Initiating Sex Do you and your spouse initiate sex equally? Would you like it to be more equal? Our Sexpert offers her simple plan. BY DR. TRINA READ
Would you like the initiating of sex to be more 50/50 in your relationship?
Who initiates sex in your relationship? Couples surveyed said ideally they would like both partners to initiate equally. Yet people tend to attract their polar opposite. As a result one person will be more assertive and tend to do the bulk of bedroom initiation. Couples settle in and unwittingly form an "Initiator"/ "Pursued" bonding-pattern.
This initiating imbalance may have already deeply affected your relationship. Sex becomes one-dimensional and dull. The Initiator begins to question, "Does this person ever find me attractive?"
Most destructive though is when the Initiator has had enough and starts to nag. It creates a toxic power struggle, with both people drudging up hurt feelings and putting up walls. Sex comes to a screeching halt with both not knowing how to climb out of the non-initiating hole.
Sex Matters for Women by Sallie Foley writes, "But because sex is such a loaded issue in our society, many people find it awkward to initiate lovemaking, even when they desire it and thoroughly enjoy it… the burden of feeling awkward or ashamed of wanting it too much inhibits them. If a woman or man feels sexually insecure, initiating sex can be intimidating. The ever-present possibility of being turned down or ridiculed makes the overture too scary."
Being taken out of your natural "Pursued" role and becoming an equal opportunity "Initiator" is understandably uncomfortable. So where do you start?
First, get the facts. Figure out how many times and/ or the percentage you initiate (i.e. 0%, 10%, 25%) per month. Make a commitment to take the number or percentage up over the next six months. If you initiate once every couple of months, make a pact to initiate once a month. Believe it or not, having a specific number will help steel your resolve to accomplish your goal.
Then become acutely aware of any negative communication loops you and your spouse may have built up around the topic of initiation. Mentally red flag when you both climb into that old familiar, destructive loop and immediately disengage from your communication patterns. Only when you have cooled down, identify how both of you act and react to this anxiety.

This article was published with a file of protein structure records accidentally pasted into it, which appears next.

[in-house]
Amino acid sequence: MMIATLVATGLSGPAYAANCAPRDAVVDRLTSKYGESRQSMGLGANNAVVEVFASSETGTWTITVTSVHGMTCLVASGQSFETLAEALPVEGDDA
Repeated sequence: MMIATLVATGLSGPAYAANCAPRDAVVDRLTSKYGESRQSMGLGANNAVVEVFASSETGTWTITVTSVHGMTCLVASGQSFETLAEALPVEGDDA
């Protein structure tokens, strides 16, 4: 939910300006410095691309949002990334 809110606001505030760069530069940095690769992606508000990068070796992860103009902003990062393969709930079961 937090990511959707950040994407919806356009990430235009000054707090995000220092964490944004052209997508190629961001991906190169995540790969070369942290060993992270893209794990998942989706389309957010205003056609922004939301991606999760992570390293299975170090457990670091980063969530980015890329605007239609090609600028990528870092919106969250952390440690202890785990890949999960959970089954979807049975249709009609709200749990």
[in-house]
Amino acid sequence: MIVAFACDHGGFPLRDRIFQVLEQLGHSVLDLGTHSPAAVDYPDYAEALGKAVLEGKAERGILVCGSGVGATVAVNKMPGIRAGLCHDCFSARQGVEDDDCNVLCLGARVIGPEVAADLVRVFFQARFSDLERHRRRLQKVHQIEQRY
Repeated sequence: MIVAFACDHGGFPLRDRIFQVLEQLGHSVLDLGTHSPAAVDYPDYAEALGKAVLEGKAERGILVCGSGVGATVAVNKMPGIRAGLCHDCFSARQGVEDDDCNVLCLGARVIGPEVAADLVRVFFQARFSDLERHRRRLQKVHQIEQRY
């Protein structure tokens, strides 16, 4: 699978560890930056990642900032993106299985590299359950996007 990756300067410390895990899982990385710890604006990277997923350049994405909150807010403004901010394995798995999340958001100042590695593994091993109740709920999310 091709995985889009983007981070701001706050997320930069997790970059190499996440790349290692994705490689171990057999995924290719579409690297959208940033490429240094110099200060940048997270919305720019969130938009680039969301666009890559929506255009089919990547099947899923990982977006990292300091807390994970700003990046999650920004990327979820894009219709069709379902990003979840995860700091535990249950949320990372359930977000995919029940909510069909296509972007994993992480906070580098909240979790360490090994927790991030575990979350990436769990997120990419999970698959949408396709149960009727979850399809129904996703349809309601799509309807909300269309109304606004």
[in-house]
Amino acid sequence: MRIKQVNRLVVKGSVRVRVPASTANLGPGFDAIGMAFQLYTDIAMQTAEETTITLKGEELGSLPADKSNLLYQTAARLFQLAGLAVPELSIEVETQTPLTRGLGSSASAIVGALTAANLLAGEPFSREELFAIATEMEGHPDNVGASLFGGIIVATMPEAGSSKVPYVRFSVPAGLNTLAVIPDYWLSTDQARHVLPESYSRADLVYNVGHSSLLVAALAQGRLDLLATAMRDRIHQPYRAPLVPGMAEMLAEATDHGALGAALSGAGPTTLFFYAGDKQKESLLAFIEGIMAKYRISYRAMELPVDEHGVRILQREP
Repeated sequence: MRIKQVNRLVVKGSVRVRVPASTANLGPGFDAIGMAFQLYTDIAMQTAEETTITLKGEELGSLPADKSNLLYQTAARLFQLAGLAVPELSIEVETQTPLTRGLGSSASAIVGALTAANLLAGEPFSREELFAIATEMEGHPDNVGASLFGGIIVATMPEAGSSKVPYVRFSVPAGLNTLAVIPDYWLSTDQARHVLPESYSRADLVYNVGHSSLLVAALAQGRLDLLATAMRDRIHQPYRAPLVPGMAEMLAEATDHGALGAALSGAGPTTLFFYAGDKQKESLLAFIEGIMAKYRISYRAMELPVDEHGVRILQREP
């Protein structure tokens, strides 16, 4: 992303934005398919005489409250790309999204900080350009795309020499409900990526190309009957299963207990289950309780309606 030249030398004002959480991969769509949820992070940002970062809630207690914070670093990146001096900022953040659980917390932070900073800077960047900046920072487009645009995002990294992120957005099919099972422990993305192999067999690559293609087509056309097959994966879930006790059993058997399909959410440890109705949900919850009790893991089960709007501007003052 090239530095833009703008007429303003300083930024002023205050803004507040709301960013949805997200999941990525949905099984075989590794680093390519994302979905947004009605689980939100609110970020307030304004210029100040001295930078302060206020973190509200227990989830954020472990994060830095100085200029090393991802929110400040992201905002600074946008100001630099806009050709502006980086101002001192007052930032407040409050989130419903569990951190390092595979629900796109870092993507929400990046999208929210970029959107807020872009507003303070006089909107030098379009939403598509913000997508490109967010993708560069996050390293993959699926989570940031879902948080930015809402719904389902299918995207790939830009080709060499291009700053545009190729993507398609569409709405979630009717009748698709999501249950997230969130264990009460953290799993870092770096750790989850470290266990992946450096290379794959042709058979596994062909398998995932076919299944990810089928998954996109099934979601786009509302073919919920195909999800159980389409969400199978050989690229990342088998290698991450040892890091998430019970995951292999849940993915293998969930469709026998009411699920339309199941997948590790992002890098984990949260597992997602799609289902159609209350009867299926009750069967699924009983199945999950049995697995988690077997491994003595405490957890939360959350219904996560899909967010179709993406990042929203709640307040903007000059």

Next set your boundaries if your partner overtly or covertly bugs you about not initiating—sarcastic jabs, sighs, slamming of doors. When you see this behavior, wait until they calm down before telling them you are doing your best to create a new dynamic and to back off. Explain that a big part of the problem is their constant negative enforcement which is most likely paralyzing your ability to initiate. If they do not believe you, show them this article.
Now it’s time to take action. Start small to build up your confidence. Give them a lingering kiss when they don’t expect it. When they are doing a chore, go and wrap your arms around them and give them a suggestive squeeze.
These baby steps are not about having sex. It is a way for you to get comfortable setting up a dynamic of fun and play between the two of you—the key to quelling any lingering animosity.
There are two ways your partner can react to the new and improved you. The first and best way is they become overjoyed. The second, and more human, is for them to play it cool, unintentionally allowing their passive-aggressive, "you’ve punished me for so long, now you are going to get a taste of your own medicine" to rear its ugly head.
Don’t panic, internalize or get into new destructive habits to an unenthusiastic response. This is simply the awkward part of transforming new habits.
Once you become more confident with the baby steps, it is time for full-on initiating sex. This demands some planning on your part. Set a night aside and decide what you would like to happen. Planning gives you an opportunity to think about how you are going to execute your initiation. What are you going to say? What are you going to do? How are you going to do it?
Dr. Patricia Love, author of Hot Monogamy gives this tip, "Be more direct in asking for sex…You might say to your partner, 'I'm feeling really sexy tonight. I'd like to make love to you,' or 'I would really appreciate it if we had sex tonight. I'm really turned on.' Clear positive communication may evoke a more positive response."
Once you have successfully met your initiation goal (from above)—make sure to give yourself a pat on the back—it is time to have another conversation with your partner. Ask each other what both of you can do to make initiation a 50/50 endeavour.
Sex becomes a lot more interesting, fun and meaningful when both people are stoking the initiating fires.
Dr. Trina Read has a doctorate in human sexuality. Dr. Read is also an international speaker and offers a free sex audio tip weekly on her website www.trinaread.com/t-sextips.